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Inspectors under fire

Being a federal inspector of any kind has to be the toughest job in government today.

Inspectors often work alone, whether at job sites, packing plants, feedlots, pharmaceutical labs, hospital water reservoirs or counting rooms. And inspectors need more than clear rules and enforcement checklists, though clarity is often in short supply. They need a clear sense of purpose that guides them through the thicket of anger they often generate--they are hardly the most popular visitors to enter a plant or to helicopter onto an oil rig.

They need to constantly remind themselves why they took their jobs in the first place, and how they fit into the faithful execution of the laws. They also need the integrity to make the tough, often unpopular calls, blow the whistle all the way to the top of their agencies and out to the media, avoid temptations and bribes of all kinds, and keep the pressure on. They obviously need a big dose of honesty and faith in the possible.

However, even the most motivated, purposed inspector cannot do his or her job without support from the president, political appointees, Congress and the courts. What are oil inspectors to make of the current Senate dithering on the oil bill, for example? The cozy relationships that generated lax enforcement have never been more visible as the industry pours money into stopping the bill.

What are oil inspectors to make of the continued squeeze on the number of inspectors and the Republican pressure to cut their workforces even further? How are the government's inspectors expected to do their jobs when there are so many places to monitor, so much duplication and overlap among the inspection agenda, and so little communication? The Agriculture Department's chicken-plant inspectors knew there were problems at the plants that produced the contaminated eggs, for example, but never alerted the Food and Drug Administration.

What are inspectors of all kinds to make of their own bureaucracies? Political scientists such as Stanford University's Terry M. Moe have long argued that agencies are often designed to fail. Advocates do everything possible to protect the regulatory apparatus, often by imposing needless rules on everything from pre-authorization of inspections to layer-upon-layer of political oversight. Predictably, opponents throw every bureaucratic hassle into the mix to undermine clarity and deter action.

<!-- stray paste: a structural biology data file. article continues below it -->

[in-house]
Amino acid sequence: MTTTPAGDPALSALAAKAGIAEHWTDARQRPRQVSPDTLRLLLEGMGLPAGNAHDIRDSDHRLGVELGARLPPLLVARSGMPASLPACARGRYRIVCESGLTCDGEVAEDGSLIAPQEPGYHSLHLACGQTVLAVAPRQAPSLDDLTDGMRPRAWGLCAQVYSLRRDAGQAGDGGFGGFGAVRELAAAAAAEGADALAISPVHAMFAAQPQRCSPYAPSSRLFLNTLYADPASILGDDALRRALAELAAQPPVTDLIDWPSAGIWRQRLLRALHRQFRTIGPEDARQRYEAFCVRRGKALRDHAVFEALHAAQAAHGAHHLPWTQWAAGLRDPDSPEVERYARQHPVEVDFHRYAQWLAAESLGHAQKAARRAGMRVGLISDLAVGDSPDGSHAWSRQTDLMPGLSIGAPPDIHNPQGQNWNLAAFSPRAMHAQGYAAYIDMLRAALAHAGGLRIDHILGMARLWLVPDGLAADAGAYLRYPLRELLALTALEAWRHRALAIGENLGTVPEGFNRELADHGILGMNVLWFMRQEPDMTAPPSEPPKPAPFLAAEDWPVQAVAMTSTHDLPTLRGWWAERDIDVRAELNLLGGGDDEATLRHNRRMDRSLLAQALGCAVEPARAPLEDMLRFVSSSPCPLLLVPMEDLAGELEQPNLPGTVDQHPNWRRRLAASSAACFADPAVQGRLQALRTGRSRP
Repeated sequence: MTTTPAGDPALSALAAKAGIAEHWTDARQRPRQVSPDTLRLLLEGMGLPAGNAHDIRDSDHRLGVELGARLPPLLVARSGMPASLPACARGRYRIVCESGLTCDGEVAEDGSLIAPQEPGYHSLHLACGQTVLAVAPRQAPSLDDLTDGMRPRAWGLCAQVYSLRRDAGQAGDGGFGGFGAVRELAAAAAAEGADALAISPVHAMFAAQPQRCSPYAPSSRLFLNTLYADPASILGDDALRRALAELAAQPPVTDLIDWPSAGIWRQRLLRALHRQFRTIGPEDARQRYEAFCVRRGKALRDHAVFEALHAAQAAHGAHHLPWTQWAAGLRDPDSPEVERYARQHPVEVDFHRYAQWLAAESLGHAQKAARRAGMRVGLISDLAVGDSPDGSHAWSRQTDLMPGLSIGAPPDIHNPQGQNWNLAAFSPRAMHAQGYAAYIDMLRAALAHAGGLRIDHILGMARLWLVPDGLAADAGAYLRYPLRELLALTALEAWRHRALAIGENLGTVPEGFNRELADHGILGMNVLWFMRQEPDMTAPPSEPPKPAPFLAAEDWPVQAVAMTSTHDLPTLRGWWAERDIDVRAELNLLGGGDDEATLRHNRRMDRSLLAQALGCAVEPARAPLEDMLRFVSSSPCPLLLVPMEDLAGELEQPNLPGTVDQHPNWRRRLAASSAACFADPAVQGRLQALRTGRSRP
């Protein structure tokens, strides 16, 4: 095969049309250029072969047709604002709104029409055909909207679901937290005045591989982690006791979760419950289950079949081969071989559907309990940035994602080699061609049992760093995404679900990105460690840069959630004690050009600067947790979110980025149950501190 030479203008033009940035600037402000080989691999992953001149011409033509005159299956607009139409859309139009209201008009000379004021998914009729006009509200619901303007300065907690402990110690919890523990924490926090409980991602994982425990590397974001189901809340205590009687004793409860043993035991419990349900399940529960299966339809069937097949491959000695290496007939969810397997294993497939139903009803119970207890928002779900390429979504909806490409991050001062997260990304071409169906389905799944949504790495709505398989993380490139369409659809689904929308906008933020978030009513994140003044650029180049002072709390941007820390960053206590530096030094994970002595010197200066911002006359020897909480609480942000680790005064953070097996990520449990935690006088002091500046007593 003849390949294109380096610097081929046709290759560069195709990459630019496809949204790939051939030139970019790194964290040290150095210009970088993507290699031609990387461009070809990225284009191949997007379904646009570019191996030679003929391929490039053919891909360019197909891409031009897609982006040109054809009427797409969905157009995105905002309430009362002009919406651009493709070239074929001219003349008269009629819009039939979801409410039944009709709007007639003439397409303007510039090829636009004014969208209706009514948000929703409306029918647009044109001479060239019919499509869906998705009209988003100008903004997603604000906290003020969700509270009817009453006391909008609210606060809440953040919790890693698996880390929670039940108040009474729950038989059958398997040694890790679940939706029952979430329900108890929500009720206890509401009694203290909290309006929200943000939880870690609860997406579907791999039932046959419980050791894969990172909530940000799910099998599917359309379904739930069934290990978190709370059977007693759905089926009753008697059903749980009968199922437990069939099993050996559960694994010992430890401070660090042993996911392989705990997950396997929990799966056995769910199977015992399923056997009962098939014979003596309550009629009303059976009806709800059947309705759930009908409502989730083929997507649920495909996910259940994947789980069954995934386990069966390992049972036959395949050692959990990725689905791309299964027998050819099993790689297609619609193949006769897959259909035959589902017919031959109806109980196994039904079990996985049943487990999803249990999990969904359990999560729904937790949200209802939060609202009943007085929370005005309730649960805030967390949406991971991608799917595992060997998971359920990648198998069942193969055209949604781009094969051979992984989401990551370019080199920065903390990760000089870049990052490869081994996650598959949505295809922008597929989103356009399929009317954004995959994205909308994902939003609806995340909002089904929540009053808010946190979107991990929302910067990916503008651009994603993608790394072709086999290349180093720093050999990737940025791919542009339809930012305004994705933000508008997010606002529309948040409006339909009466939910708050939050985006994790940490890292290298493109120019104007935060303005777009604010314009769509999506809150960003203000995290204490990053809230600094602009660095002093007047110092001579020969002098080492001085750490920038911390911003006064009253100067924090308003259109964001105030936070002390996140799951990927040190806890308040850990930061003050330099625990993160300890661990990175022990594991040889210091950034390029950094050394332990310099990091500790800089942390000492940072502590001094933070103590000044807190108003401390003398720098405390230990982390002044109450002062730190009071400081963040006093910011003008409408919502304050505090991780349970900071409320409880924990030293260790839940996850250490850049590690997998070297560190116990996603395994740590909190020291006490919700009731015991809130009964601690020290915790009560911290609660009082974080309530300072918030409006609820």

As a result, many regulations are designed to fail, and in no small reason because presidents put hostile political appointees into the top jobs. Thomas Frank didn't call the Bush administration the "wrecking crew" for nothing. The administration did everything it could to undermine the regulatory process, prompting dozens of lawsuits demanding faithful readings of the laws. The administration lost most of the cases, but industry got extra time to put Americans at risk.

Americans may want safe food in their refrigerators, pure water from their taps, and careful inspections of the cars they drive, airplanes they fly, and bridges they cross. But many of the government's inspection agencies are understaffed and struggling to cover even a fraction of their turf. The result is doubt, not distrust.

The Obama administration is doing the best it can to rebuild the regulatory infrastructure by hiring thousands of frontline inspectors. But the hiring is fueling anti-government rhetoric and the Republican pledge to freeze the hiring process, trim the workforce, and cut pay. The Interior Department wants more oil inspectors and has set its sights on recruiting young petroleum engineers, but has met plenty of resistance. The oil spill is over, technology has triumphed, why bother? The oil industry can outbid the department at every turn, and has every incentive to take the very best recruits off the federal market.

Pity the Obama administration as it tries to hire a few more Internal Revenue Service agents to capture the $300 billion in delinquent taxes now on the books. The $300 billion would make a big dent in paying down the deficit, but imagine the campaign advertisements that would follow and the shadowy figures they would feature in attacking the hiring. Americans may want less spending, but not if saving money means more federal employees.

Inspectors must not be deterred. They must have the guts to withstand the hostile stares and angry managers. They must also have the unconditional support of their bosses, including the president and Congress. That's the only way to start paring down the doubt. If senators don't like oil regulation, let them be counted. They should have the guts to say so instead of using the same old tactics to stall the bill to death.

By Paul Light

 |  September 29, 2010; 9:57 AM ET |  Save & Share:  Send E-mail   Facebook   Twitter   Digg   Yahoo Buzz   Del.icio.us   StumbleUpon   Technorati  
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Well wrote article and 100% on target. Thanks from an Inspector

Posted by: meat925 | October 1, 2010 5:19 PM

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